Tomatillos (Physalis ixocarpa) are the key ingredient in salsa verde or green salsa. Tangy, crisp and juicy, tomatillos can be eaten raw, roasted or sautéed on their own or with a variety of herbs and spices.
Tomatillos grow on shrub-like vines that have a sprawling or erect habit, depending on the variety. They resemble paper lanterns, with a green or purple fruit inside a paper husk. Tomatillos are ripe when they are just bursting the paper husk, and are bright green or dark purple, depending on the cultivar. Tomatillos can quickly go from being ripe to splitting their skins, and are over-ripe if they have turned a pale yellow. Fully ripe tomatillos are usually 1 to 2 inches in diameter, with a tangy to sweet flavor. Under-ripe tomatillos do not fill the paper husk, may appear slightly shriveled and taste somewhat sour.
Origin and History
Tomatillos are native to Mexico, first domesticated by the Aztecs around 800 B.C. By the 1860s they were a naturalized commercial crop in California.
Grown as an annual in the United States, they are hardy in U.S. Department of Agriculture plant hardiness zone 4 and warmer, where you may start them inside six to eight weeks before the last frost. Tomatillos will ripen 75 to 100 days after transplanting, for a total growing time of 100 to 150 days.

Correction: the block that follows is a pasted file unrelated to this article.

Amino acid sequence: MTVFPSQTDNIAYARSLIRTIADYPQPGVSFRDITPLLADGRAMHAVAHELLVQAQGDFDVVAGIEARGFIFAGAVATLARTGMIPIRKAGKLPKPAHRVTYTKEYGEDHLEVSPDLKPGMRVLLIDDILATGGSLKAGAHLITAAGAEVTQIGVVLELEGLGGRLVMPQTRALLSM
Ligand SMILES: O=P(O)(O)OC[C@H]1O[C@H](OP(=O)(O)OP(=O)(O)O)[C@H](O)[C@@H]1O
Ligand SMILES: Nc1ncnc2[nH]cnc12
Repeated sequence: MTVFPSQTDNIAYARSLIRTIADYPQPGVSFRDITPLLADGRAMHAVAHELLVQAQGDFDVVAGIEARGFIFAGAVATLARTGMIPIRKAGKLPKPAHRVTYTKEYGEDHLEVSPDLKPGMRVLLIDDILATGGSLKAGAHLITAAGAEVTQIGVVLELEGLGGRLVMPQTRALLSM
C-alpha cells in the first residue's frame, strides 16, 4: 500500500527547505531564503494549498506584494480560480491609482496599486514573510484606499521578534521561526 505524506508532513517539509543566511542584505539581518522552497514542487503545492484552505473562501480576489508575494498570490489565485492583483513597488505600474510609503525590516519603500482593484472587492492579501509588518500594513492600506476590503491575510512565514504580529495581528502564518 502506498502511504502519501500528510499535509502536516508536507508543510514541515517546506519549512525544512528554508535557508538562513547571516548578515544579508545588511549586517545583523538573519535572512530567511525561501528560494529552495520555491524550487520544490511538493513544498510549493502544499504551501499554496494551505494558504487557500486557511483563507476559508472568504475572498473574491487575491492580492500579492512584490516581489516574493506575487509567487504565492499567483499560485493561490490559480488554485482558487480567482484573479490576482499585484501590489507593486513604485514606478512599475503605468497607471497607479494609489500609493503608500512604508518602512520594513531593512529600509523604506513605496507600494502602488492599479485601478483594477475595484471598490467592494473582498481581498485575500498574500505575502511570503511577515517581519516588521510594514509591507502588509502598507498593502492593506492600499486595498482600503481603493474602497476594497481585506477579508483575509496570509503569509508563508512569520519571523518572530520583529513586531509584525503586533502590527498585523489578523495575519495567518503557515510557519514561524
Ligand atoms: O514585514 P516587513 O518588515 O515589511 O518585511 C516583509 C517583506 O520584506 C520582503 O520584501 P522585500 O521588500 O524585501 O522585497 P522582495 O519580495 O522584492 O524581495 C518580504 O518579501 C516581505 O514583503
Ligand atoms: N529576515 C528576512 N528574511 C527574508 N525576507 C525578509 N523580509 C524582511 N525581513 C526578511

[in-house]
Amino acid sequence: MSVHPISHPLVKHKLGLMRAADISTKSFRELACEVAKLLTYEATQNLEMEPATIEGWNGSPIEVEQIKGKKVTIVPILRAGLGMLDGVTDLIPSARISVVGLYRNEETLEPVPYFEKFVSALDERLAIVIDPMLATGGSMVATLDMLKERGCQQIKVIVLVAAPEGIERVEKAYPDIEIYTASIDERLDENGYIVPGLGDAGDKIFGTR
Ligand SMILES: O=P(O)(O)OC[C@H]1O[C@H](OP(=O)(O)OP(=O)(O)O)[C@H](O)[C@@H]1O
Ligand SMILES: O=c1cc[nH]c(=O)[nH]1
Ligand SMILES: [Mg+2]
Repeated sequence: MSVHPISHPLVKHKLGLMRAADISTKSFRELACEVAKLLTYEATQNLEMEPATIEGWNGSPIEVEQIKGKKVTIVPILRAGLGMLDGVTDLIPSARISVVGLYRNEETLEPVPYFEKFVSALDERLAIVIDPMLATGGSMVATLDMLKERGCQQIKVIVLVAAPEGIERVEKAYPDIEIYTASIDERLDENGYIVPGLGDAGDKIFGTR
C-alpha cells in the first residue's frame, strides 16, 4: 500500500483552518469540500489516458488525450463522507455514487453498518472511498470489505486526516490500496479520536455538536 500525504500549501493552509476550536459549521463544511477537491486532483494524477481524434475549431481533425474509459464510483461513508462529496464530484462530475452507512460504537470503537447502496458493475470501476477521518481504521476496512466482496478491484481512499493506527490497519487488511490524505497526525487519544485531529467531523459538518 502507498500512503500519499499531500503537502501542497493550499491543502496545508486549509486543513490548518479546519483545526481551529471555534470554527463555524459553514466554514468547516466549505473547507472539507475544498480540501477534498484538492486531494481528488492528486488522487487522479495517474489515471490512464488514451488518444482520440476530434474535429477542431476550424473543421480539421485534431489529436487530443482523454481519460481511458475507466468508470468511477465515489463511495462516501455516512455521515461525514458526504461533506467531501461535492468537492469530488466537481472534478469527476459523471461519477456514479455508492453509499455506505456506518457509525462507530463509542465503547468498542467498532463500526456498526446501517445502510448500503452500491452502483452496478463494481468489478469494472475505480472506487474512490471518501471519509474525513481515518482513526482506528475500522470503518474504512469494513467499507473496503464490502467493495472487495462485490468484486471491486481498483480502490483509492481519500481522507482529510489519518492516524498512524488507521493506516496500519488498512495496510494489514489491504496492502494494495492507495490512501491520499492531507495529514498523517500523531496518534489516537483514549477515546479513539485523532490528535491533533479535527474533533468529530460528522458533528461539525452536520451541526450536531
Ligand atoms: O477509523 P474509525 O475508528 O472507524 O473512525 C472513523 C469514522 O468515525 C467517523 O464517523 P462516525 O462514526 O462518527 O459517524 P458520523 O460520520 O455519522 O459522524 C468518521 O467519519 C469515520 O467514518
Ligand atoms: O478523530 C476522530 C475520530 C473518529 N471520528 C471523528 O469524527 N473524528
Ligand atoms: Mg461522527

Tomatillos are sometimes called husk tomatoes or green tomatoes; like tomatoes (Solanum lycopersicum), they belong to the nightshade (Solanaceae) family, but they are a different genus and species. To further confuse matters, the term “green tomato salsa” or salsa verde refers to a salsa or sauce made with tomatillos, but some cooks also use unripe green tomatoes to make a green tomato salsa.
Other common names for tomatillos are ground cherries, miltomates, jamberberries and strawberry tomatoes.
How to Harvest
Fully ripe tomatillos are easy to pluck directly off the vine. If they require more than a slight tug, they may be under-ripe.
Store unhusked tomatillos in a paper bag in the refrigerator for up to two weeks. If you remove the husks, you can store them in the refrigerator for up to three months. With the husk removed, tomatillos are sticky, so wash them before consuming. You can also freeze whole fruits, cook the tomatillos into a salsa or roast them and preserve the cooked or roasted tomatillos or tomatillo salsa by canning.
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Lisa Jensen grows organic food and lives in an adobe house that she built. She teaches aikido, is an experienced back-country skier and backpacker and is active in her community. A graduate of the University of Calgary, Jensen writes about gardening, home projects, social sciences and sports and recreation.